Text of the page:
Tuesday, October 7, 2008

Wealth perspective

While reading MillionaireMommyNextDoor, I came across a quote that I really liked:

"...if you and your family are going to be truly happy in having lived a rich and rewarding life, it is essential that they and you develop friendships and relationships outside the home. If home ownership has become too all-consuming for you, then maybe it is time you really consider downsizing your home investment. Our lives have meaning only in so much as we interact productively, emotionally, and spiritually with our community. Let us hope that, regardless of what happens to home prices in the future, we never lose sight of this important truth." - John Talbot, The Coming Crash in the Housing Market
While the topic of the book isn't particularly pleasant (unless you're into schadenfreude), the quoted passage resonates with my own values. I enjoy financial well-being as much as anyone, but I enjoy that financial well-being a whole lot less if I have to make a lot of sacrifices in my relationships to my wife, family, friends, etc. Like most good Asian boys, I was conditioned pretty early to want to earn a lot of money. Fortunately, lessons of coveting material wealth didn't sink in too deeply.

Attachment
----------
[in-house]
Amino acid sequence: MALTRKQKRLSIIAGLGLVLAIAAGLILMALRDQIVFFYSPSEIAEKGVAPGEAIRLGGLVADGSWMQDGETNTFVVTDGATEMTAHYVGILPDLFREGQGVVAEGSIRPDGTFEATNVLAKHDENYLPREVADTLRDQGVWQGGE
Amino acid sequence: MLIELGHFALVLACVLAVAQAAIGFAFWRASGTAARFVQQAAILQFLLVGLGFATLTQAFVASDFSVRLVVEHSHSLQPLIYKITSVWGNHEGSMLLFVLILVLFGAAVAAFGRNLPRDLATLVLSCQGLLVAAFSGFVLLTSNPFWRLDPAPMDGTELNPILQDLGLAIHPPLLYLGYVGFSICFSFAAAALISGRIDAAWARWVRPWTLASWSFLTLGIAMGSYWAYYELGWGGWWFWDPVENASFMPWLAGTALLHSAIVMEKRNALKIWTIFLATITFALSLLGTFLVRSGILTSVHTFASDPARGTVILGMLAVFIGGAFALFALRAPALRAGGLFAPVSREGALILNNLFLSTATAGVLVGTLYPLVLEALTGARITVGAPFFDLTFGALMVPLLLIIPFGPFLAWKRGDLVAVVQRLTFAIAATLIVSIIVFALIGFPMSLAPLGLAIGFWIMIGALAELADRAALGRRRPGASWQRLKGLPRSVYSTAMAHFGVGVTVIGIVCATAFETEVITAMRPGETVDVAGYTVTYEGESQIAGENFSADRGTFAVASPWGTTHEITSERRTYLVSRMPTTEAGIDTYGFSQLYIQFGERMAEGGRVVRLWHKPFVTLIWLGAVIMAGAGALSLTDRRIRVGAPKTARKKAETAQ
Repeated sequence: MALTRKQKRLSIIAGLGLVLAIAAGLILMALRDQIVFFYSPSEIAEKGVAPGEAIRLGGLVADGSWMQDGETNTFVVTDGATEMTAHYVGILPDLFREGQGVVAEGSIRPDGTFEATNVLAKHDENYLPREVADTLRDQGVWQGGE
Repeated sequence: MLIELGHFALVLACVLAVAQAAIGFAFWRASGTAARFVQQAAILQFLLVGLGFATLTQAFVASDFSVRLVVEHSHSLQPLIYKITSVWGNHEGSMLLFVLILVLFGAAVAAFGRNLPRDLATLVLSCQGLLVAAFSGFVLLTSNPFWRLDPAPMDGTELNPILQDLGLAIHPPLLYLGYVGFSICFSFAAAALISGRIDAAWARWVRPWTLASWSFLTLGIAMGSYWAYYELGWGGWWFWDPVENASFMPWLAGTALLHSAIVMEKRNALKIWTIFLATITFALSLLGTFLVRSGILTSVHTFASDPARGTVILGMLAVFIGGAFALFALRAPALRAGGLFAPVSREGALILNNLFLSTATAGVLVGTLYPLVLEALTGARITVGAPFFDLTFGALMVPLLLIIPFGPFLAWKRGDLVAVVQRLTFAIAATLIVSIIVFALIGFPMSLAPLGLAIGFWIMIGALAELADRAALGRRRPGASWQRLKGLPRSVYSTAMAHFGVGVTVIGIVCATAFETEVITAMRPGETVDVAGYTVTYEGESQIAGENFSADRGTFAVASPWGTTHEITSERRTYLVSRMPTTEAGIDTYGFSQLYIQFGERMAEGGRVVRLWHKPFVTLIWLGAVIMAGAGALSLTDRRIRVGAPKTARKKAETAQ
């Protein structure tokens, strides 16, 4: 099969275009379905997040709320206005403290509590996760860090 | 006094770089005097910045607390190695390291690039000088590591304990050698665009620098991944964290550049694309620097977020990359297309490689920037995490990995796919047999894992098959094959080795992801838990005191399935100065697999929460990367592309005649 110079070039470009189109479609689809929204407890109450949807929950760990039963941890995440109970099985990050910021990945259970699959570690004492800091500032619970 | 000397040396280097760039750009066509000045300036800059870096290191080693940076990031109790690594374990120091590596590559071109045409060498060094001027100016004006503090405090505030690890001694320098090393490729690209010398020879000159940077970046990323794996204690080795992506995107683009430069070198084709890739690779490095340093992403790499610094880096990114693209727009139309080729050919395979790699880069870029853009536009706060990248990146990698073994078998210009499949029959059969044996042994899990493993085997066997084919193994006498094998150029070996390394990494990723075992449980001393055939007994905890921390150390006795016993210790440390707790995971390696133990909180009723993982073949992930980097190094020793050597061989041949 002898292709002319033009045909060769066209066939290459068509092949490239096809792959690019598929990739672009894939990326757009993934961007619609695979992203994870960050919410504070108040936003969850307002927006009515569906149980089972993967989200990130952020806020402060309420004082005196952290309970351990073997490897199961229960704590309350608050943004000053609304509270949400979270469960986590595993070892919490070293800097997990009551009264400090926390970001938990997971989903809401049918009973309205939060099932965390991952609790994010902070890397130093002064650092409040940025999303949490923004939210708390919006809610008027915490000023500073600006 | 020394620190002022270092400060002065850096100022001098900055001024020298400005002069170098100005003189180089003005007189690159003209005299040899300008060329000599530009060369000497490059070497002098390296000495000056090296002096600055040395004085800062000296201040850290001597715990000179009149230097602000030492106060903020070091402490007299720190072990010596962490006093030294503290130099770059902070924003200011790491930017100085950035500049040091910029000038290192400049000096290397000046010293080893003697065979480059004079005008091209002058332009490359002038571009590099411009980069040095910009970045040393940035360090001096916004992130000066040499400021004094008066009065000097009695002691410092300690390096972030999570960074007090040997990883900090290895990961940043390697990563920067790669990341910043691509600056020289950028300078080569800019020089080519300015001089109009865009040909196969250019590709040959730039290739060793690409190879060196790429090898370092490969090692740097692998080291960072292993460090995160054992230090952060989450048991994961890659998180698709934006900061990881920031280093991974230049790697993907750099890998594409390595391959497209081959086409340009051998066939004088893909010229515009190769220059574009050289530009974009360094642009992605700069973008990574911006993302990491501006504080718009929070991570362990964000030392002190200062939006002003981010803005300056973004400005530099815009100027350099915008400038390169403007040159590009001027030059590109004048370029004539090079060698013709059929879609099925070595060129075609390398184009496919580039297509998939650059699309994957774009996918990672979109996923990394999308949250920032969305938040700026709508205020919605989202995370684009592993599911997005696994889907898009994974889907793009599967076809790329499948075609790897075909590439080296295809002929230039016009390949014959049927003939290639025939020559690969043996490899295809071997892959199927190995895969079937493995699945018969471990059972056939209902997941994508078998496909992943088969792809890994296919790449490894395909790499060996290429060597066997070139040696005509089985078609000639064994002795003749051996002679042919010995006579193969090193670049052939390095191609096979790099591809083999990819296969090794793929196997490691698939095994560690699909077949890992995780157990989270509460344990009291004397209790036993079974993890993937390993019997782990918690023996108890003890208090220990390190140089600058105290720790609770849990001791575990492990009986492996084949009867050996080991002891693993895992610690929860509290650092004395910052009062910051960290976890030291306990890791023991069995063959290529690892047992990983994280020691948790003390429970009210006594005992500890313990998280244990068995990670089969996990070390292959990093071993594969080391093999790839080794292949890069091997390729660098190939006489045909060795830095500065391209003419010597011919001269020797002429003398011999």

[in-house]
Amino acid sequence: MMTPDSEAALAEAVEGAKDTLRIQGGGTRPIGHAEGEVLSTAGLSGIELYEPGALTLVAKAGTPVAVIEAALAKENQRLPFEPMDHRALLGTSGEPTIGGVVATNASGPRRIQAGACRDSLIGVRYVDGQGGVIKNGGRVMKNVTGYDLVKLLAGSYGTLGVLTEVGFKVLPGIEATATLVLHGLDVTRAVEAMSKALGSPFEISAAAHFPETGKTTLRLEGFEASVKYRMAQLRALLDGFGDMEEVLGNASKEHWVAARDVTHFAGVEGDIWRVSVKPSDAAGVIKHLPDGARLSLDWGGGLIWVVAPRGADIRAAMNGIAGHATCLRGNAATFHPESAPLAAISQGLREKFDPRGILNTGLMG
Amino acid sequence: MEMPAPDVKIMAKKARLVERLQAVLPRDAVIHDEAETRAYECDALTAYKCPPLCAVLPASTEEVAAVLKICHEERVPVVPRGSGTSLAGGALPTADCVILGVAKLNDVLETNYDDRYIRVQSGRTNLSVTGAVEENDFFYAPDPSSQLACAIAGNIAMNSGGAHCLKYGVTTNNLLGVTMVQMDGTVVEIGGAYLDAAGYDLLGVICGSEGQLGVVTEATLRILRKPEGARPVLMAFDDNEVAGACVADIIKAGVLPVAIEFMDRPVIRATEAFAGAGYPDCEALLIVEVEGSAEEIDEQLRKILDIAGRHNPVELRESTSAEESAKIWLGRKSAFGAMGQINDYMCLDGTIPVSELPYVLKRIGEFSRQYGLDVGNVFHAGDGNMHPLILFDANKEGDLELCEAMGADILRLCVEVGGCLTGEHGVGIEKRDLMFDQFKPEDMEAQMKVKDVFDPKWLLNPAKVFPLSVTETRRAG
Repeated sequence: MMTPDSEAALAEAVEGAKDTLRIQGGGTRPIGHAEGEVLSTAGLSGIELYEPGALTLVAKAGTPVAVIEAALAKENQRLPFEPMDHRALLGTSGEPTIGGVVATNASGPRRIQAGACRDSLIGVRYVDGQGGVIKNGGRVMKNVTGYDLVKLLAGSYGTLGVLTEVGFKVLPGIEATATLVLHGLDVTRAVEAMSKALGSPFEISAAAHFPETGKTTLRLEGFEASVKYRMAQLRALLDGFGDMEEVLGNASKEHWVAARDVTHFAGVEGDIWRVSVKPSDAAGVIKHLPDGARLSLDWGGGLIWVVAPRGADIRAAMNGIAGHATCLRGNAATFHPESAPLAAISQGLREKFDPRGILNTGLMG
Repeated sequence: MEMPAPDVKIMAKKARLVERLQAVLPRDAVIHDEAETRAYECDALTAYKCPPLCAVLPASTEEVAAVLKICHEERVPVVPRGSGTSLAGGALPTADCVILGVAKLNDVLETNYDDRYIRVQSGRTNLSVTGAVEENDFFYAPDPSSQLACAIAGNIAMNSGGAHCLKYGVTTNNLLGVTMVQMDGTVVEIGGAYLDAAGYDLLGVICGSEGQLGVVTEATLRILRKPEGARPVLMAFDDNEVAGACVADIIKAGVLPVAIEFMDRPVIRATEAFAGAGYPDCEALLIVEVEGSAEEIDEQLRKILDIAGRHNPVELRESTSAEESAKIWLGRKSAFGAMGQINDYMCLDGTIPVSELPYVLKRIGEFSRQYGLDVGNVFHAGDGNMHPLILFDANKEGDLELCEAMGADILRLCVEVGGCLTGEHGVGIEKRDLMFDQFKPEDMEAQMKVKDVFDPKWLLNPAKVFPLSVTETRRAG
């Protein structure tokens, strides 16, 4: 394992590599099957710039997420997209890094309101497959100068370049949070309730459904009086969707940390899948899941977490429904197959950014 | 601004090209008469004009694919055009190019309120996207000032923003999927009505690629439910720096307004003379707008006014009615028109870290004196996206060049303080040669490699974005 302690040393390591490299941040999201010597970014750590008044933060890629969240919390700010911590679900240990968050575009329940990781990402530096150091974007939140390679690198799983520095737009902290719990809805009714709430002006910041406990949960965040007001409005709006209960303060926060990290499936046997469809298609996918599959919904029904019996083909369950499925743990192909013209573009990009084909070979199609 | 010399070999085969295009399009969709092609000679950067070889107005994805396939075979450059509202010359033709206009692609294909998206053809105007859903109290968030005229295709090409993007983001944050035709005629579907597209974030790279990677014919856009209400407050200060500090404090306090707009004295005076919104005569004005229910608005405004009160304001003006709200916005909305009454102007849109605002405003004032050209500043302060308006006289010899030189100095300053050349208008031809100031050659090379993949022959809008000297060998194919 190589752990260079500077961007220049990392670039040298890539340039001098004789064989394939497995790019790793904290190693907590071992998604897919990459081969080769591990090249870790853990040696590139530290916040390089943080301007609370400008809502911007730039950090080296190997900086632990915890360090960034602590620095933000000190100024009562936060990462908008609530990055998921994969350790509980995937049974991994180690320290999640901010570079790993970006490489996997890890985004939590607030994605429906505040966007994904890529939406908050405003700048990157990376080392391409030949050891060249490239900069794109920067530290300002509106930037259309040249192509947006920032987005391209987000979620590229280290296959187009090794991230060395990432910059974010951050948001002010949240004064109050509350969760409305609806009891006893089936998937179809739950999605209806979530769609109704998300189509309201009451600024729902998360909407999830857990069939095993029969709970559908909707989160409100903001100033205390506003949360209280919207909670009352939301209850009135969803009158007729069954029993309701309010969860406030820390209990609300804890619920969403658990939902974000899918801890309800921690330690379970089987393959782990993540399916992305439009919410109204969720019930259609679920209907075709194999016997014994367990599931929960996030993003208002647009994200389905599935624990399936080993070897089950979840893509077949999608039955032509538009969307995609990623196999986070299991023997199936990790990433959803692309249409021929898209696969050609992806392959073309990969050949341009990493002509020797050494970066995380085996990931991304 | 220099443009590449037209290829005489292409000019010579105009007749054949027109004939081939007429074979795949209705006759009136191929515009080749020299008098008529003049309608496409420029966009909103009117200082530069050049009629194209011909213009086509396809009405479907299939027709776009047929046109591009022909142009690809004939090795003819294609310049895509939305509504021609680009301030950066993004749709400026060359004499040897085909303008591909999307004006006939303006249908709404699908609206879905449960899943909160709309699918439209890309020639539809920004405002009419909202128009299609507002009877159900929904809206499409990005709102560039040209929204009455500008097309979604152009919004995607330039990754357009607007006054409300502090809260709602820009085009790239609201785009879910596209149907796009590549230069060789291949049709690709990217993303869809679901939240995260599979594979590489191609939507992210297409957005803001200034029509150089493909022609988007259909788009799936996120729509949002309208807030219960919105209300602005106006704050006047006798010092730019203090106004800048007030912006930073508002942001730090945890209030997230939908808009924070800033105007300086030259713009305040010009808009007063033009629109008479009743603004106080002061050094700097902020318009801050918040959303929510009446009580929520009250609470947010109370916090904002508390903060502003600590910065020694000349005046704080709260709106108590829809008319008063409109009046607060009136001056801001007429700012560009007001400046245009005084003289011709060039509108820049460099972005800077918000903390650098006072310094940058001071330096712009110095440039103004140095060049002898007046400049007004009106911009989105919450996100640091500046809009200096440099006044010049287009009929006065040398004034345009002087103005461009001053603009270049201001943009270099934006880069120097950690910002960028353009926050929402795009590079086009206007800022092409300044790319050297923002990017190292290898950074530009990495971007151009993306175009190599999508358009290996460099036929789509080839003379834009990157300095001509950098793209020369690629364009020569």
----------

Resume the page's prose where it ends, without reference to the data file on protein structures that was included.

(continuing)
Ironically, the older I get, the more I worry about money, but the less I value it. I'm getting old enough now to care more about how I'm going to fund my children's college tuition, build up my retirement account, and deal with the inevitable bumps in life. At the same time, just earning money doesn't bring me any fulfillment in life and thus has limited personal value. Like everything else, it's a balancing act. Material wealth allows me to live my life, but attaining material wealth tends to hinder the act of living. The true key is realizing that wealth is the means to an end. What seems (to me) to have brought our current economic meltdown is that wealth itself became the destination instead of the vehicle. Greed--which I define here as the desire for more wealth for the sake of wealth--brought about the financially stupid decisions which lead our economy to the crapper.

But troubled times are also good times for reflection. Losing money, while never pleasant, is not the end of the world. Keeping the important things in life in perspective is more valuable than any of our worldly possessions.

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